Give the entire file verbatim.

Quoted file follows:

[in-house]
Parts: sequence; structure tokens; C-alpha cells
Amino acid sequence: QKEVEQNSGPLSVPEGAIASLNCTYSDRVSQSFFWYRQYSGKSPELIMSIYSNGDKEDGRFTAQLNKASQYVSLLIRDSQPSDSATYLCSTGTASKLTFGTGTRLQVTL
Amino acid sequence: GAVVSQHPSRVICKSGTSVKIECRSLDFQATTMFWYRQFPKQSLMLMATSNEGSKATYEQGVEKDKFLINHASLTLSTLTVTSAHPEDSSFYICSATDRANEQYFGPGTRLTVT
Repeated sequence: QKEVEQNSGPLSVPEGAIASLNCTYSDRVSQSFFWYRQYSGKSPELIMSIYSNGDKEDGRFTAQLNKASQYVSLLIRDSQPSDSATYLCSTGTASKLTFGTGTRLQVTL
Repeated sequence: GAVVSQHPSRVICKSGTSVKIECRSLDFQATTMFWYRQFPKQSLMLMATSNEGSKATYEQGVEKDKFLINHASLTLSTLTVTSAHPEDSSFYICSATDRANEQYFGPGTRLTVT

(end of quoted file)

[in-house]
Parts: sequence; structure tokens; C-alpha cells
Amino acid sequence: QKEVEQNSGPLSVPEGAIASLNCTYSDRVSQSFFWYRQYSGKSPELIMSIYSNGDKEDGRFTAQLNKASQYVSLLIRDSQPSDSATYLCSTGTASKLTFGTGTRLQVTL
Amino acid sequence: GAVVSQHPSRVICKSGTSVKIECRSLDFQATTMFWYRQFPKQSLMLMATSNEGSKATYEQGVEKDKFLINHASLTLSTLTVTSAHPEDSSFYICSATDRANEQYFGPGTRLTVT
Repeated sequence: QKEVEQNSGPLSVPEGAIASLNCTYSDRVSQSFFWYRQYSGKSPELIMSIYSNGDKEDGRFTAQLNKASQYVSLLIRDSQPSDSATYLCSTGTASKLTFGTGTRLQVTL
Repeated sequence: GAVVSQHPSRVICKSGTSVKIECRSLDFQATTMFWYRQFPKQSLMLMATSNEGSKATYEQGVEKDKFLINHASLTLSTLTVTSAHPEDSSFYICSATDRANEQYFGPGTRLTVT